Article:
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Tipsheet

Crime-Heavy County Near Baltimore On Edge After Police Overtime Cuts

Prince George's County, Maryland, is a 45 minutes’ drive from Baltimore, where recent protests rocked the city. Residents angry over the mysterious death of Freddie Gray engaged in violent demonstrations in late April, burning down buildings, destroying police cars and throwing rocks at officers. It was yet the latest example of racial tension between citizens and police. Following the fiery standoff, the city succumbed to residents’ wishes and slashed their police force, a decision for which they paid a heavy price.

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There were 23 homicides and 39 nonfatal shootings in Baltimore in May 2014. Through 29 days of May 2015, there were 42 homicides and 104 nonfatal shootings. Gulp.

After the staggering crime spree, citizens suddenly had a change of heart. You’d think the rest of Maryland would take note.

Unless you're Prince George’s County.

Learning nothing from the failed experiment in Baltimore, Prince George’s County has announced overtime cuts for its police force. Although cutting overtime is a common practice at the end of every fiscal year, it is especially unwelcome in light of the recent unrest. NBC 4 Washington has the report.

Summer is the worst time for these overtime cuts, residents warned. Reporter Molette Green spoke to one young man who was playing basketball in the middle of the day, saying he needed a job because he just trying to “stay out of trouble.”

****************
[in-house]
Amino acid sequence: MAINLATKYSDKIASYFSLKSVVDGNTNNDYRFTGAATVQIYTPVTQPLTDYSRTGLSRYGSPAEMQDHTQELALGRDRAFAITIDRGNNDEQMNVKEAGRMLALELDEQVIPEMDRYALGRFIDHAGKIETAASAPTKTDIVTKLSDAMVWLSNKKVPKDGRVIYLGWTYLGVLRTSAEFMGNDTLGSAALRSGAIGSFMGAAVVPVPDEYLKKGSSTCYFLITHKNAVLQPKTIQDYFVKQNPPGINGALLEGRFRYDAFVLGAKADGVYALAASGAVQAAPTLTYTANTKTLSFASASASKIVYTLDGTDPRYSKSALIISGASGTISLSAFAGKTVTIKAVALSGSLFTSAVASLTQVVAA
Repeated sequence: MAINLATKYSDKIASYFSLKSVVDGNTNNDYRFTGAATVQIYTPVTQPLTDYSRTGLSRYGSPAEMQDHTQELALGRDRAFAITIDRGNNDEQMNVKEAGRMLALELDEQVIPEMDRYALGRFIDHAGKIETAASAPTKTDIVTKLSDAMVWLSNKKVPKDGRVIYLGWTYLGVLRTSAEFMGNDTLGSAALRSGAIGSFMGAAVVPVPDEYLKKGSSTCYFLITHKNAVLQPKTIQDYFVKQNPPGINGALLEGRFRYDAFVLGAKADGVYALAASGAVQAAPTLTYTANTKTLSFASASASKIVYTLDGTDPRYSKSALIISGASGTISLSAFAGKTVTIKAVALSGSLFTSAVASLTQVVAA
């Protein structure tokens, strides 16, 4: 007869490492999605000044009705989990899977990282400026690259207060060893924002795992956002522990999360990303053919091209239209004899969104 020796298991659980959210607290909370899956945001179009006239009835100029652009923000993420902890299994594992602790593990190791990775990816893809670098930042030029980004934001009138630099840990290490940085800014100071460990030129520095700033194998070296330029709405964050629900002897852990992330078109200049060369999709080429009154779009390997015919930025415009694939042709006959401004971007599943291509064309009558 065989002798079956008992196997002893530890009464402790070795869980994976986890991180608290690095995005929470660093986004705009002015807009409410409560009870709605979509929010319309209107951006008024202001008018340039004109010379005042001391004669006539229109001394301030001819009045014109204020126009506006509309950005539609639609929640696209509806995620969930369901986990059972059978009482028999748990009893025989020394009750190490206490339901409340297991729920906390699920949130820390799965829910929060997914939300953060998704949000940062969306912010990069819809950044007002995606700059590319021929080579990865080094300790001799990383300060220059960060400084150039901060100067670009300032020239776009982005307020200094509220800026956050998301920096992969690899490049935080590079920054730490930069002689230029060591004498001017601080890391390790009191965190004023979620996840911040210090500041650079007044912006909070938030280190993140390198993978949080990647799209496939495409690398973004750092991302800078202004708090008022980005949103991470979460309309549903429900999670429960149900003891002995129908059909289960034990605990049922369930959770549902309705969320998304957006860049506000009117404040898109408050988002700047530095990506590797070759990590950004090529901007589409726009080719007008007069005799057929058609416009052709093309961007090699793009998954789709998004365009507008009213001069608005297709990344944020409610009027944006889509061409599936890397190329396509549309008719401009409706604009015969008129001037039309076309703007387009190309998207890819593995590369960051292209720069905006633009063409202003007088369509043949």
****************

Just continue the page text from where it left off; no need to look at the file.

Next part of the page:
“That’s the worry for some residents, Green said. “Idle time over the summer could lead to a spike in crime.”

Resident Maria Judkins told NBC 4 that there are a lot of break ins in her area and she wants more cops on the street.

"There's not enough – and if there were more on bikes and undercover cars, it would help."
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Another community member agreed:

"I truly think the crime rate would go up, " he said. "I think a lot of things would happen."

The overtime pay cut was a budget matter, according to police.

I live in the Washington, DC area, so I can tell you firsthand that Prince George’s County is in the news almost every week – and not for a good reason. Although the crime rate has improved in recent years, there's a lot of work to be done. I doubt cutting police hours will be beneficial.

Residents already concerned about neighborhood safety deserve to know police are nearby. The last thing they need is a Baltimore repeat.

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